Lactate measurement may be used as part of an initial evaluation of someone who is suspected of having sepsis. Typically if their lactate concentration is above normal limits, treatment will be initiated without delay. If a person with sepsis can be diagnosed and treated promptly, their chances of recovery are significantly improved.
CSF and blood lactate levels can be ordered when a patient has symptoms of meningitis such as severe headaches, fever, delirium and loss of consciousness. In children, a raised CSF lactate might indicate congenital lactic acidosis due to inherited mitochondrial disease.
What does the result mean?
Lactate concentrations can be increased by a range of conditions – anything from localised increases of lactate in muscle due to strenuous exercise up to life-threatening systemic shock - in other words, by any condition that decreases the amount of oxygen available to the body, increases lactate production, and/or decreases lactate clearance. Excess lactate may be present in a range of diseases, infections, and inherited metabolic and mitochondrial disorders. It may also be caused by certain medications, such as metformin (taken by people with diabetes) and isoniazid (tuberculosis treatment).
A high lactate level in the blood means that the disease or condition is causing lactate to accumulate. In general, a greater increase in lactate means a greater severity of the condition. When associated with lack of oxygen, an increase in lactate can indicate that organs are not functioning properly.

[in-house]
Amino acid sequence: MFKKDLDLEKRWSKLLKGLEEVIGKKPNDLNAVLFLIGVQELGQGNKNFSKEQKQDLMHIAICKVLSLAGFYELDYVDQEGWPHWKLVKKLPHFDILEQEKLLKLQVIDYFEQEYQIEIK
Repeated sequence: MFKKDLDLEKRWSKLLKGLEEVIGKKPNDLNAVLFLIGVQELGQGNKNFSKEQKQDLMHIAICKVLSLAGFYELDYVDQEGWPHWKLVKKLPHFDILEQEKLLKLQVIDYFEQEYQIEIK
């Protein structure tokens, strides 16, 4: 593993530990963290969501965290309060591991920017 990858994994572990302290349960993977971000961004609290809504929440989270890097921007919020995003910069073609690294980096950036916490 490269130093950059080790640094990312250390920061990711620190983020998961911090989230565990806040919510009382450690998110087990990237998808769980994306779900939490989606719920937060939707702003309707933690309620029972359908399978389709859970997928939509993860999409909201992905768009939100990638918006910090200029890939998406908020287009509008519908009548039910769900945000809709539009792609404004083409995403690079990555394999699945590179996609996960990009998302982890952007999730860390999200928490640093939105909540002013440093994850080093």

The presence of excess lactate is not diagnostic – it does not pinpoint the cause of the increase – but it does help to confirm or rule out possible reasons for the symptoms someone is experiencing. For instance, when someone has meningitis, significantly increased cerebrospinal fluid lactate levels suggest bacterial meningitis while normal or slightly elevated levels are more likely to be due to viral meningitis because bacteria release more lactate as they grow.
When someone is being treated for lactic acidosis, decreasing concentrations over time reflect a response to treatment.
Is there anything else I should know?
Increased lactate levels may be seen with thiamine (vitamin B1) deficiency.
Generally, no. However, if your elevated lactate levels are due to an underlying condition that can be addressed, such as uncontrolled diabetes or a substance that can be avoided, such as ethanol, you may be able to lower it. If you have been diagnosed with a condition, such as a metabolic disorder, your prescribed treatment regimen should control your lactate levels. If the increase is due to a temporary condition such as shock or infection, they will usually return to normal after the condition has been resolved.
Lactate measurements from arterial blood are thought to be more accurate and, because a tourniquet is not used, they are not generally affected by the collection process. Your doctor may order an arterial lactate for these reasons or because arterial blood gases are also being collected (and the same sample can be used). When other arterial blood tests are not being ordered, the doctor may order a venous lactate because it gives him or her an adequate evaluation of your lactate concentrations and because the collection process is not as uncomfortable.
Pathology Tests Explained (PTEx) is a not-for profit group managed by a consortium of Australasian medical and scientific organisations.
With up-to-date, evidence-based information about pathology tests it is a leading trusted sources for consumers.
Information is prepared and reviewed by practising pathologists and scientists and is entirely free of any commercial influence.